While I aim to forge professional collaborations while I am in Europe, I aim to build personal friendships with many, especially the ones who will be with me as part of the school crew. I think there is something about being together in a foreign land that brings people together in unique ways. Needless to say, I am excited for the educational and cultural experience. See y'all in Europe!

Friday, March 17, 2017

More on Visa Hassles

So, the last time I wrote about the challenges in figuring out the forms and documents that are required to apply for a Schegen visa. The latest news is I applied for the visa and appeared at the Swiss embassy in Washington DC last week, and today I received my visa. Yayyyyyyy!!! Hopefully, there will be no more immigration hassles before I reach Germany (my first destination in Europe).

The visa interview went rather smoothly. My appointment was at 9:15 am on March 9. I reached the embassy at around half past eight along with Rabih, who is also going to Europe with the Global Perspectives Program (GPP) group. We waited for half an hour before we got inside the embassy. When it was time, they called my name and I went in for the interview. The interview went smoothly in that the officer asked me about my purpose for going to Switzerland (and Europe in general) and how I will fund the trip. They also asked for proofs of my enrollment at Virginia Tech, details about my stay in Europe, and my medical insurance. A complete list of the documents required to obtain a Schengen visa can be found here.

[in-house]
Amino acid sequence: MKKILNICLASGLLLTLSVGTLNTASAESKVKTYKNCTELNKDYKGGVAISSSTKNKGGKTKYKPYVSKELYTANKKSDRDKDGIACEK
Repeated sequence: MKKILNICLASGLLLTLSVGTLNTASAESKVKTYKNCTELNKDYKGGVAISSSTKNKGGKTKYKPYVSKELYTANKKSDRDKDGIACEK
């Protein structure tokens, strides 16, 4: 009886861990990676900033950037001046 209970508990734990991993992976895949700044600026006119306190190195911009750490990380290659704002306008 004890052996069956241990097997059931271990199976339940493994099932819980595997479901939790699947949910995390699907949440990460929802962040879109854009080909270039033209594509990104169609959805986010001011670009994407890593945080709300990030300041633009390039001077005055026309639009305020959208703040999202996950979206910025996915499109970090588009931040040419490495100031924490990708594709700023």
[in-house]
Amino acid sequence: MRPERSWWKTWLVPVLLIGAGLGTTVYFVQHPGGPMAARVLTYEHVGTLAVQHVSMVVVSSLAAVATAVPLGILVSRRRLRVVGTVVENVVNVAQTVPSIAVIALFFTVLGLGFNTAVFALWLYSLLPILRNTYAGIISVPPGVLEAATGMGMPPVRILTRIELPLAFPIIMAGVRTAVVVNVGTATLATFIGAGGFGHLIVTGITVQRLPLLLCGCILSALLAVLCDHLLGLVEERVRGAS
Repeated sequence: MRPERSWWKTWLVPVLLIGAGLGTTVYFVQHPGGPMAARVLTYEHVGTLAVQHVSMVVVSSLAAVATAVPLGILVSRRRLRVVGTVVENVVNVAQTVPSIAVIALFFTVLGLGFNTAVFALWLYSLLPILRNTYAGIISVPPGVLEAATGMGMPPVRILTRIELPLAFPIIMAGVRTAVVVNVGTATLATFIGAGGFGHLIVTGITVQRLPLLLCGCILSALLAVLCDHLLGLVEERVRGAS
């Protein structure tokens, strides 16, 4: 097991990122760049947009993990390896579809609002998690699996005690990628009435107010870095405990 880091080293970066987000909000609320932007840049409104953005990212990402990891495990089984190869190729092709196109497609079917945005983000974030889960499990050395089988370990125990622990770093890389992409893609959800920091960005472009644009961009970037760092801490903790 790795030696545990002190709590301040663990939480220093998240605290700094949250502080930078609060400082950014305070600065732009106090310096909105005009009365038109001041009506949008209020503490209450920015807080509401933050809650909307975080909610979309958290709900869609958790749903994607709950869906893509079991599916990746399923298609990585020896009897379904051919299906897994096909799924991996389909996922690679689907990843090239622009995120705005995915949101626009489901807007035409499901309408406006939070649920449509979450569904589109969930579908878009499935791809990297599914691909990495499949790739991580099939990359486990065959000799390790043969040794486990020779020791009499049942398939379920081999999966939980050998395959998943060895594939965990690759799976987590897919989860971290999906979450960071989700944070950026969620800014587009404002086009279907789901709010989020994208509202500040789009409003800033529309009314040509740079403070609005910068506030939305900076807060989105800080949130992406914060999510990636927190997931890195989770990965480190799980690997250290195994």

One of the requirements for obtaining tourist visa to visit any Schegen area is that the visitor needs to provide proof of stay in the Schengen area, either in the form of hotel reservations or letter from family or friend that specifies that the visitor will stay with them. I had already gotten the required letter from my friend in Germany but the officer wanted my friend to email the letter directly to them. So, my visa got approved on the condition that the embassy receives a letter from my friend directly.

The next morning, I got an email from the embassy that said my medical insurance for the trip was not adequate as it did not cover the entire duration of the trip, and I needed to purchase another insurance that covers the entire duration of the trip. The university had only purchased insurance for the duration of the GPP program. And the visa officer had earlier told me that they do not accept Aetna, the insurance that I currently have. After spending many hours in figuring out the documents that were required to apply for the visa and traveling to DC, I now had to spend more time in figuring out how to extend my insurance duration. It did take an hour and $60 to get that.